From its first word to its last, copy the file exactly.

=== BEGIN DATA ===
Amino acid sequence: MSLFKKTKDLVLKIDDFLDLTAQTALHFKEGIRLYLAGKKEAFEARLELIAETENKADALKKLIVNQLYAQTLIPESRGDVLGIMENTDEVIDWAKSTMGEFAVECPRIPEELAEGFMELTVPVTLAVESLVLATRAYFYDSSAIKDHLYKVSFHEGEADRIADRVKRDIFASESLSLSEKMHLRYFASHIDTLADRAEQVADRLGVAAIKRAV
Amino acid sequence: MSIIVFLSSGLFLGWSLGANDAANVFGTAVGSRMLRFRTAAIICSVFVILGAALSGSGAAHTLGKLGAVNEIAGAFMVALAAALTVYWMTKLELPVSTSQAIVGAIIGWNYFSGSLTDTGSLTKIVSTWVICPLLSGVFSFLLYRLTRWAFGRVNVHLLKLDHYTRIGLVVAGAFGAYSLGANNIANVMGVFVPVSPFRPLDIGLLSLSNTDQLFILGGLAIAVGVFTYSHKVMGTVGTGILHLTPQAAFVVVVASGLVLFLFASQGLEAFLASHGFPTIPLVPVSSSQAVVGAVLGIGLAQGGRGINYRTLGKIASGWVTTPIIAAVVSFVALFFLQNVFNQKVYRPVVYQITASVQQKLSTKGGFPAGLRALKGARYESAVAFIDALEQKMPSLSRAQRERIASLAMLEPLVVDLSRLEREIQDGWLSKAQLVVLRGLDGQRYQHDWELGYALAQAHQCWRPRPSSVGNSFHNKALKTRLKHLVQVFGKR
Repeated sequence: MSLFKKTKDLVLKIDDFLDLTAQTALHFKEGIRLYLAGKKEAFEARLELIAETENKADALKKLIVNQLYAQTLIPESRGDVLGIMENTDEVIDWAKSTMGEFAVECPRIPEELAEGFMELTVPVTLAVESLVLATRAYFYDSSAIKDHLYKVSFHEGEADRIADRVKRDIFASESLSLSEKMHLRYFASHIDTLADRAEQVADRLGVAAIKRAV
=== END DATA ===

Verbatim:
Amino acid sequence: MSLFKKTKDLVLKIDDFLDLTAQTALHFKEGIRLYLAGKKEAFEARLELIAETENKADALKKLIVNQLYAQTLIPESRGDVLGIMENTDEVIDWAKSTMGEFAVECPRIPEELAEGFMELTVPVTLAVESLVLATRAYFYDSSAIKDHLYKVSFHEGEADRIADRVKRDIFASESLSLSEKMHLRYFASHIDTLADRAEQVADRLGVAAIKRAV
Amino acid sequence: MSIIVFLSSGLFLGWSLGANDAANVFGTAVGSRMLRFRTAAIICSVFVILGAALSGSGAAHTLGKLGAVNEIAGAFMVALAAALTVYWMTKLELPVSTSQAIVGAIIGWNYFSGSLTDTGSLTKIVSTWVICPLLSGVFSFLLYRLTRWAFGRVNVHLLKLDHYTRIGLVVAGAFGAYSLGANNIANVMGVFVPVSPFRPLDIGLLSLSNTDQLFILGGLAIAVGVFTYSHKVMGTVGTGILHLTPQAAFVVVVASGLVLFLFASQGLEAFLASHGFPTIPLVPVSSSQAVVGAVLGIGLAQGGRGINYRTLGKIASGWVTTPIIAAVVSFVALFFLQNVFNQKVYRPVVYQITASVQQKLSTKGGFPAGLRALKGARYESAVAFIDALEQKMPSLSRAQRERIASLAMLEPLVVDLSRLEREIQDGWLSKAQLVVLRGLDGQRYQHDWELGYALAQAHQCWRPRPSSVGNSFHNKALKTRLKHLVQVFGKR
Repeated sequence: MSLFKKTKDLVLKIDDFLDLTAQTALHFKEGIRLYLAGKKEAFEARLELIAETENKADALKKLIVNQLYAQTLIPESRGDVLGIMENTDEVIDWAKSTMGEFAVECPRIPEELAEGFMELTVPVTLAVESLVLATRAYFYDSSAIKDHLYKVSFHEGEADRIADRVKRDIFASESLSLSEKMHLRYFASHIDTLADRAEQVADRLGVAAIKRAV